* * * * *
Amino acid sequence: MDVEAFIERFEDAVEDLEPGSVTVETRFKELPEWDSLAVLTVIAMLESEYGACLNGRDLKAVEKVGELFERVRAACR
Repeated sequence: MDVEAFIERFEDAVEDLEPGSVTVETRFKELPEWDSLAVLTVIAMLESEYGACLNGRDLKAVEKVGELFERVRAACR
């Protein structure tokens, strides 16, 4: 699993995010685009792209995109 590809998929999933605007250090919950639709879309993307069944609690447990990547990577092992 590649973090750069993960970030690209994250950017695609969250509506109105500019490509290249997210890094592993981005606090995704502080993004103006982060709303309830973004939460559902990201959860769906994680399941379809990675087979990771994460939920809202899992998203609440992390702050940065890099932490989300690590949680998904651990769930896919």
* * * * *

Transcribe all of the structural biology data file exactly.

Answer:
Amino acid sequence: MDVEAFIERFEDAVEDLEPGSVTVETRFKELPEWDSLAVLTVIAMLESEYGACLNGRDLKAVEKVGELFERVRAACR
Repeated sequence: MDVEAFIERFEDAVEDLEPGSVTVETRFKELPEWDSLAVLTVIAMLESEYGACLNGRDLKAVEKVGELFERVRAACR
């Protein structure tokens, strides 16, 4: 699993995010685009792209995109 590809998929999933605007250090919950639709879309993307069944609690447990990547990577092992 590649973090750069993960970030690209994250950017695609969250509506109105500019490509290249997210890094592993981005606090995704502080993004103006982060709303309830973004939460559902990201959860769906994680399941379809990675087979990771994460939920809202899992998203609440992390702050940065890099932490989300690590949680998904651990769930896919």